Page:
Re: Word and Asian fonts?

Subject: Re: Word and Asian fonts?
From: "Ned Bedinger" <doc -at- edwordsmith -dot- com>
To: "TECHWR-L" <techwr-l -at- lists -dot- techwr-l -dot- com>
Date: Sun, 26 Sep 2004 19:08:32 -0700

----- Original Message -----
From: "Geoff Hart" <ghart -at- videotron -dot- ca>
To: "TECHWR-L" <techwr-l -at- lists -dot- techwr-l -dot- com>
Sent: Sunday, September 26, 2004 6:46 AM
Subject: Word and Asian fonts?

> I'm using Word X on the Mac, with all the latest patches applied and
> Asian language support installed. I'm editing in English, but many
> files come to me from Japan or China.
> Most of the time, the files I receive from my Japanese and Chinese
> clients pose few problems. But every so often, I get a file with a
> mismatch between the onscreen display of the type and where Word
> believes that the cursor actually exists. So, for example, I'll use
> Command-RightArrow to move to the start of the next word in a line, but
> the cursor will appear midway through the word. As a result, I have no

I've got a word for you: DBCS (Double-Byte Character Set)

It sounds like the cursor is falling through the cracks because Word has
made the mistaken assumption that a character occupies a single byte in

The Chinese glyphs are probably all composed of double bytes, each byte
representing half of a glyph. Does the Mac OS or the Word version you're
using have a compatibility setting for Unicode or DBCS? If there's a
solution, I suspect it resides in Word or Mac documentation for working with

> idea where the insertion point is, and can only discover this through
> experimentation--type a key and see what happens. As you can imagine,
> this makes editing a nightmare.
> One solution that occasionally works is to open a new blank document
> and insert the file. What this does is display the contents of the
> document using the settings specified by my own Normal template.
> Because I haven't actually changed any of the style names or font
> specifications, this seems to cause no grief for the author; however,
> it saves my bacon by telling Word to display the onscreen text using
> the font substitution settings that I have defined rather than the
> settings defined by the author's template.

There might be some help available from Mac OS or Word on "IME" or "Input
Method Editor." An IME might have better DBCS word recognition that Word
does. IME will be a one-trick pony--it is a stripped down language-specific
editor for composing or editing DBCS text. The last IME I saw was devoid of
extended features. That's why I imagine it will do that one thing better.

The IME stuff would be a distraction if you're working on formatting--IME is
just for text composition and editing. If you copied the text out to an
IME, edited it there, and then pasted it back into Word, would that help?

Also, Mac OS might provide IME or DBCS support at the OS level (as a feature
or add-on that ships with the OS). XP does it that way, which could also
mean that Mac OS doesn't. Why we patronize these children in the name of
productivity, is a mystery that remains.

> But every so often, as is the case today for a particularly thorny
> Chinese manuscript*, nothing seems to work: I've tried the "insert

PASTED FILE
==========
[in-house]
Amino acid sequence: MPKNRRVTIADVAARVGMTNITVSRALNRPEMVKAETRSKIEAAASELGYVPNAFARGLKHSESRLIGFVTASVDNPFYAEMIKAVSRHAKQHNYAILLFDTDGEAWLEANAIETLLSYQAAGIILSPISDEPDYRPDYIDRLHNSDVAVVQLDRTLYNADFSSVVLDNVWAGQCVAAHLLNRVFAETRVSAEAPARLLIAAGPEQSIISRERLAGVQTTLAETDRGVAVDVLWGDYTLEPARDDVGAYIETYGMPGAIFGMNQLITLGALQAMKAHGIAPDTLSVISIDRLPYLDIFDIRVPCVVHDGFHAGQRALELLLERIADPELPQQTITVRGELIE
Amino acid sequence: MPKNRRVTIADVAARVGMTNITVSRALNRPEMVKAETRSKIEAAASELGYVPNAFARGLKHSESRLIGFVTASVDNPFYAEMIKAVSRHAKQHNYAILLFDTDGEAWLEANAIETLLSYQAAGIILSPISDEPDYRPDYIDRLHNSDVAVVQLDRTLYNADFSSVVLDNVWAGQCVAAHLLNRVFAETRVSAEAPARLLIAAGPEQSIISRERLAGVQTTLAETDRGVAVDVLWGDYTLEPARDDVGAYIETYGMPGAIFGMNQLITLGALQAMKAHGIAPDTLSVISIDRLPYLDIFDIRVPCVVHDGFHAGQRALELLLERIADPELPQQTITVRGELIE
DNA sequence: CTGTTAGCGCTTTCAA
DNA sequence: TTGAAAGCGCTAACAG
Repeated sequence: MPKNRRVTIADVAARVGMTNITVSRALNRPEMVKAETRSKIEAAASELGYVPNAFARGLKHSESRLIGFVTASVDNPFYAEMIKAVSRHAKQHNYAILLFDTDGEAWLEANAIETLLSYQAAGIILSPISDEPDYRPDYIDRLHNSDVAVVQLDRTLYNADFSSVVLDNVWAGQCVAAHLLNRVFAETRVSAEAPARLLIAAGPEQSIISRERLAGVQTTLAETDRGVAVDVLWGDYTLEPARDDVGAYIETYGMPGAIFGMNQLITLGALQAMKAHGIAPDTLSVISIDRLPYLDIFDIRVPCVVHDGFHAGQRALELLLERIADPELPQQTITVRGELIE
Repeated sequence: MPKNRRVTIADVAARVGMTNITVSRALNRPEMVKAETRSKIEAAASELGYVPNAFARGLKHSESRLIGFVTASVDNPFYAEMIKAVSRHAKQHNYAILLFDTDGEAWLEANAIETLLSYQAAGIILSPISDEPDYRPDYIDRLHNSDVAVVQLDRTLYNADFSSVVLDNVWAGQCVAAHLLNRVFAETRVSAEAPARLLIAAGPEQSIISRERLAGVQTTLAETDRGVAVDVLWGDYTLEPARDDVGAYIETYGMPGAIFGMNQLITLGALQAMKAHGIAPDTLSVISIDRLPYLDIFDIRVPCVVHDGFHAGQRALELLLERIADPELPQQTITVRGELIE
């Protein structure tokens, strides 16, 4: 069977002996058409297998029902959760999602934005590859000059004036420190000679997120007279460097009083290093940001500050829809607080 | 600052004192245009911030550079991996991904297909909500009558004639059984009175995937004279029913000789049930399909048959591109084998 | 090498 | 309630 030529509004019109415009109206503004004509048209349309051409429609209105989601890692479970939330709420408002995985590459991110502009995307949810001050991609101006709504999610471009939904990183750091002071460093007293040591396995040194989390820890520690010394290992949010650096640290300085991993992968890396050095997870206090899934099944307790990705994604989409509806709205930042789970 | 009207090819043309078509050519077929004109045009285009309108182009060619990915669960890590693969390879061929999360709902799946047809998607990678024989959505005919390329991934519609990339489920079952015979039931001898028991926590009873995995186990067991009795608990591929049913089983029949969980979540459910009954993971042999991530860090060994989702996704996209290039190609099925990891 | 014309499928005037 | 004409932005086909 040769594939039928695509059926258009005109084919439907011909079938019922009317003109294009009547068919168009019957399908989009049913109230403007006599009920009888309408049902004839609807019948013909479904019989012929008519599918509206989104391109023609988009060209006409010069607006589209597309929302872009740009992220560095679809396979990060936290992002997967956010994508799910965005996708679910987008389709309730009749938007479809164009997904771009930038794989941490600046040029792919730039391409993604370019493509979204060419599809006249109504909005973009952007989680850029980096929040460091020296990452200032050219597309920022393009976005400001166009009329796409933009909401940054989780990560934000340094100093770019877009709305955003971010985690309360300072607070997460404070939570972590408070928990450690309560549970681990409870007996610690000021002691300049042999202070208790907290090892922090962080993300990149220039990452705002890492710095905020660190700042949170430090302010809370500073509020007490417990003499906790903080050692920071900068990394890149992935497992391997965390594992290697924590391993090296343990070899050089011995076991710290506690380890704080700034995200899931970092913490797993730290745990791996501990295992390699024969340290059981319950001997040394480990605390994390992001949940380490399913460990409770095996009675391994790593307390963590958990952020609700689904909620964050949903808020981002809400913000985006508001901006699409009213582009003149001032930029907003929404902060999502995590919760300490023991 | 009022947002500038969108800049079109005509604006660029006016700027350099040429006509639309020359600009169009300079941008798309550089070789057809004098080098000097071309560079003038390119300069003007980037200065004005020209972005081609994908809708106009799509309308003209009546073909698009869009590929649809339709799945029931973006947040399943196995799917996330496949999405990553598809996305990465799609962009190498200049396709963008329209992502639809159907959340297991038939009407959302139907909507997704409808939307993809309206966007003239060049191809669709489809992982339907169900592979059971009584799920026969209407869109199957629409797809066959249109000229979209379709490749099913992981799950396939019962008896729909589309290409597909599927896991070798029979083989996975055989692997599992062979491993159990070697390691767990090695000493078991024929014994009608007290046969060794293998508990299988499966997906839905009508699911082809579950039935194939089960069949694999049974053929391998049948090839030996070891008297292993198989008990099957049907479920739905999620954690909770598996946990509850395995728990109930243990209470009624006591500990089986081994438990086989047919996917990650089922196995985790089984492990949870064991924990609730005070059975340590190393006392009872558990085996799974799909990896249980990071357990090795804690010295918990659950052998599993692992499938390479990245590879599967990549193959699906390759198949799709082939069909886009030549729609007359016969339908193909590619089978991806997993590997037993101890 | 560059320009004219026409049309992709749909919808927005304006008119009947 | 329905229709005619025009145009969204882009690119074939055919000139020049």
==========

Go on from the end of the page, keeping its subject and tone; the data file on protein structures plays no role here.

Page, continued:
> file" trick with no luck. I've tried modifying the "compatibility"
> settings (in the Preferences dialog) to use/not use printer metrics to
> lay out the screen display; to use/not use Asian line breaks; and a
> couple other settings that seemed logical. I even forced Word to use
> Times New Roman for all the Asian fonts. No luck.
> * Since you asked <g>, it's a very cool economic model that applies
> thermodynamics principles in general, and entropy in particular, to
> model the urban environment as if it were an organism with a
> metabolism. I understand it well enough to rewrite it, much to my
> pleased surprise. And yes, that constitutes bragging. <g>

I picture you at work, humming "Nice work if you can get it, and you can get
it if you try..."
A chorus of grad students in the background is singing in rondo "I am right,
I can prove it" :-)

> I've also tried exporting the file to RTF and reimporting it, but this
> crashes Word big time; I suspect it's the embedded equations, which I
> can't afford to simply delete, and it would be time-consuming in the
> extreme to manually delete and reinsert them.

I'm not a player, I admit it--all too often in my humble experience, "too
time consuming" becomes "I wish I had just done this in the first place."

> Any suggestions (particularly from people who work regularly with Asian
> files using North American or European versions of Word) on how I can
> solve this problem once and for all? Upgrading to Word 2004 is a
> possibility, but not one I'm eager to try; this is the equivalent to
> Word XP on the PC, which is the version that just about made revision
> tracking unusable. Xie xie nin!

I wouldn't throw money at it just yet-- it sounds like a glitch, but it
might well be a configuration thing. Try the OS and application help for
DBCS and IME, and the newsgroups--any group with [Microsoft | Apple |
Macintosh | Word] in the name AND [.cn] on the end, ought to be a fair forum
for this problem. Cross-post to all of them for best results :-)

> --Geoff Hart ghart -at- videotron -dot- ca
> (try geoffhart -at- mac -dot- com if you don't get a reply)

BTW--is xie xie the real spelling of the (phonetic) "sheshay" I always hear
in Jackie Chan movies--"Thank you"?

Good luck

Ned Bedinger
Ed Wordsmith Technical Communications


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Word and Asian fonts?: From: Geoff Hart

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